April , 2020
The decisive shift is needed to combat the crisis
21:03 pm

Kishore Kumar Biswas

The present global economic situation - following the coronavirus pandemic - is an eye-opener. It may lead to question the basic economic development model.

Some economic commentators are of the view that Indian economic policymakers have taken several war-like measures to mitigate the crisis. Some other commentators have compared it with the Great Depression of the early 1930s. It is true that the epidemic is not choosing its victims based on class. However, it is the poor and marginalised who remain the most vulnerable targets.

Presently, it is the Indian working class and daily wage earners who remain the most susceptible following the 21-day lockout - announced on March 24, 2020 with a notice period of only four hours. Such a style was also adapted during the announcement of demonetisation in 2016. Prime Minister Narendra Modi’s address had no clear words of responsibility to assure India’s working class –many of whom are daily wage earners. For many of them, the announcement was a bolt from the blue.  

Size of the Indian working population

Professor KP Kannan, former Director, Centre for Development Studies, Thiruvananthapuram, has recently stated in an article published in the Economic and Political Weekly in April, 2020, that as of 2018, India had about 461 million workers with 80% of them working in the informal sector. This includes agricultural workers and workers from the MSME sector. He had put the figure of workers in the informal sector at around 369 million and stated that there are around 92 million workers in the Indian formal sector but around 49 million of them are employed as informal workers (temporary, contractual etc).

Going by the employment figures for India, close to 52% of the country’s workforce is in the self-employed category.  This comes to around 238 million and the number of casual workers is placed at around 112 million. Together, they constitute 350 million workers who form the core of India’s informal labour base. The remaining 19 million workers and 49 million informal workers – in total 68 million – can be categorised within the formal category. According to a Ministry of Labour report published in 2019, two-thirds of informal workers in India (60% of all Indian workers) – around 278 million - do not get the recommended `375/per day scale to meet their basic household needs at 2017-18 prices.

Impact of lockdown on labour

When the lockdown was announced, lakhs of migrant labourers landed in big problems. Many of them were terribly exposed and vulnerable. A considerable portion of migrant labourers are not only poor but also belong to marginalised social categories. Heartbreaking images were aired by the electronic media of lakhs of migrant labourers walking back to their villages – hundreds of kilometres away – as the lockdown stalled all modes of public transport.  Initially the condition was very grim, with no food or shelter being arranged for these migrant workers. Later some civil society organisations and political parties came forward to help. Reportedly, 25 people lost their lives as they were forced to move back to their native villages. The government eventually understood the magnitude of the situation and arranged for food and vehicles for these estranged labourers.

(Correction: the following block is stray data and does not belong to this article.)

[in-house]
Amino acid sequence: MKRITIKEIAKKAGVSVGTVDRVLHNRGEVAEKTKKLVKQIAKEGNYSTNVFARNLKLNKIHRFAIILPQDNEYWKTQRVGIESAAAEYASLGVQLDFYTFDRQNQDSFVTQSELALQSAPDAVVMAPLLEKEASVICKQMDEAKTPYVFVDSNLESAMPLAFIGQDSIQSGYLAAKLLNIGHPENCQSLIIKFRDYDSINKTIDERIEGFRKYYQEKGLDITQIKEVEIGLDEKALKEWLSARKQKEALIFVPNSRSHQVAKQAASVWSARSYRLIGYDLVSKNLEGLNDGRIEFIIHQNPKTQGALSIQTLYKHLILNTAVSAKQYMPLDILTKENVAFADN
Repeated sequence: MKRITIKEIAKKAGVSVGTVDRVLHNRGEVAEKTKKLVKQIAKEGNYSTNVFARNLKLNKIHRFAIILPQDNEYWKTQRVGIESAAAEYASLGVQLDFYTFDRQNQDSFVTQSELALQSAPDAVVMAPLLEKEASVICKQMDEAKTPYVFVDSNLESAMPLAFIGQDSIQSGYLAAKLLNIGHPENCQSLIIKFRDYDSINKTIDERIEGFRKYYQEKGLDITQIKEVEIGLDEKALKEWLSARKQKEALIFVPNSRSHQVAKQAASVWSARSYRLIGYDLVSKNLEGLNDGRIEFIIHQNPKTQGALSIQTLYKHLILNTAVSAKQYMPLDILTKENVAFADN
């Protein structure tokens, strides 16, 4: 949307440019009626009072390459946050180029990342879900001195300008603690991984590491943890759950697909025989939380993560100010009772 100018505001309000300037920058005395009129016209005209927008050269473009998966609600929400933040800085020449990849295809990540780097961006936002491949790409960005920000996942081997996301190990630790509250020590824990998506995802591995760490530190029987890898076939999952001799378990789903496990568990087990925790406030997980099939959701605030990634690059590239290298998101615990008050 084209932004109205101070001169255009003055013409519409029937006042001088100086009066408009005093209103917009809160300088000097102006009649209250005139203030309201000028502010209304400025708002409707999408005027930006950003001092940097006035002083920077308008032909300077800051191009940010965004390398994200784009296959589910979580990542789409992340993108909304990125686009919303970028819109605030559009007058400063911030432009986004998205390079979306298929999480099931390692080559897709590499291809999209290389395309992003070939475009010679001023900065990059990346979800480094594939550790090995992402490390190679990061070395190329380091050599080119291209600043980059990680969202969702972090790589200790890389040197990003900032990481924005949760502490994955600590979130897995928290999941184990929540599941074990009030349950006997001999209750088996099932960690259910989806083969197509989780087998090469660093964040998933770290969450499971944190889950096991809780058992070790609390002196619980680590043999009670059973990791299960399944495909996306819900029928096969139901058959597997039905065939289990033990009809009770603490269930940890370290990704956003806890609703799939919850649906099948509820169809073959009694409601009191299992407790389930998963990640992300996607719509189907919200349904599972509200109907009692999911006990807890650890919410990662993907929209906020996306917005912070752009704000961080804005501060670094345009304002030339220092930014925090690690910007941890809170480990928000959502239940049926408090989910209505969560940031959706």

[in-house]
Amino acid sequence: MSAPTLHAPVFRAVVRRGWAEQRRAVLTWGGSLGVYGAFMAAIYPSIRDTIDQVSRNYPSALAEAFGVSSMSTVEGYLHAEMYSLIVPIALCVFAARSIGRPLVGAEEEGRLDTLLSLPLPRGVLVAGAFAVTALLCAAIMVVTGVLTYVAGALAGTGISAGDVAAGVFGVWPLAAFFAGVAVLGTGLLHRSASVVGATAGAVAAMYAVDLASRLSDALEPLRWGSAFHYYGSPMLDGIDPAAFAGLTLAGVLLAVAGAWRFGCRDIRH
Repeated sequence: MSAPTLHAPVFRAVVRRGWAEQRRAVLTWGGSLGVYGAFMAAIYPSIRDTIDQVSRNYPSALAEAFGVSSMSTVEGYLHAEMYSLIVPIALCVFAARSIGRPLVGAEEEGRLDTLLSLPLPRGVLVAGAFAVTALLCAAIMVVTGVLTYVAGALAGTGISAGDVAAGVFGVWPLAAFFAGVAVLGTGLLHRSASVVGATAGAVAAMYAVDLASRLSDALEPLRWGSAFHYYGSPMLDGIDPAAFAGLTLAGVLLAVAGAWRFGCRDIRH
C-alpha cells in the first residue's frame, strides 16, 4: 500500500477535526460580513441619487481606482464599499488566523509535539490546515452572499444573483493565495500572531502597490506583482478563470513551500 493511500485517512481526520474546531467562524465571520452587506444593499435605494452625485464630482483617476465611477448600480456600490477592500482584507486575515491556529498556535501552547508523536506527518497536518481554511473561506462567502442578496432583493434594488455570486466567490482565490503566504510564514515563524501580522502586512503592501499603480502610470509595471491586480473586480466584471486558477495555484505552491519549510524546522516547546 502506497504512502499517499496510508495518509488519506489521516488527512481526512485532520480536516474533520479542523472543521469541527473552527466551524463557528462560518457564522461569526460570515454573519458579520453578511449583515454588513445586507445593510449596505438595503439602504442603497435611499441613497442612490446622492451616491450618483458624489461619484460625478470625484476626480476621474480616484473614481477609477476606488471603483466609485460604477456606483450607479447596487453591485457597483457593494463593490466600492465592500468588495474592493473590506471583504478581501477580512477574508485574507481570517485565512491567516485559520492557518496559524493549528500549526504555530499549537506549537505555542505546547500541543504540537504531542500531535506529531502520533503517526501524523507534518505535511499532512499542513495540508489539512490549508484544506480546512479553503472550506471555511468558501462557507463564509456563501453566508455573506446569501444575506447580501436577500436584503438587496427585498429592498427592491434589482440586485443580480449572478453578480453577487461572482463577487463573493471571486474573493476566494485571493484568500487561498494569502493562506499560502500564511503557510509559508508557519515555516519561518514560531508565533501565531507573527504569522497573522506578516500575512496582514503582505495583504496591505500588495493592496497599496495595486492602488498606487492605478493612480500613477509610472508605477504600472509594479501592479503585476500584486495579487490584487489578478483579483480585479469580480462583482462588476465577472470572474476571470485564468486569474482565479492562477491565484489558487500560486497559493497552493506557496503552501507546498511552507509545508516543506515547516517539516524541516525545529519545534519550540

Need for a policy shift

In the backdrop of this pandemic, the greatest act of love is to stay away from the objects of one's own affection. Intellectuals, formal workers, and managers are able to operate through emails and teleconferencing. They can continue with their business while being quarantined at home. The same luxury is unavailable for India’s massive informal sector – a sizeable portion of which is daily wage earners. This is a fact that needs to be recognised and addressed by the government. There is a pressing need for a new development policy.

A paradigm shift                            

There is an urgent need to strengthen an inward-looking development policy. Production of goods used by the common man needs to be promoted. The foreign trade centric development policy maybe diluted for the moment. The focus on inward-looking development policy will also augur well for employment generation. Secondly, India has to develop a vibrant health facility system. The health insurance-based market-orientated approach needs to be revisited. Lessons should be taken from the recent failure of the market driven American health system. India’s share of governmental spending on health should be elevated to 5% of GDP. Thirdly, there is need to enhance and strengthen job creation programmes like MGNREGS. These programmes should be implemented meticulously. Fourthly, direct cash transfer policy needs to be initiated. Fifthly, there is need to relax fiscal deficit norms. Higher fiscal deficit does not necessarily hamper development. Sixthly, a more progressive income tax policy needs to be implemented to check the rising income inequality in India.  Lastly, for migrant workers, all Indian states will do well to replicate the Kerala model where the state government is trying to provide shelter at a reasonable price, issuing ration cards, extending health and education facilities to the workers and their families. 


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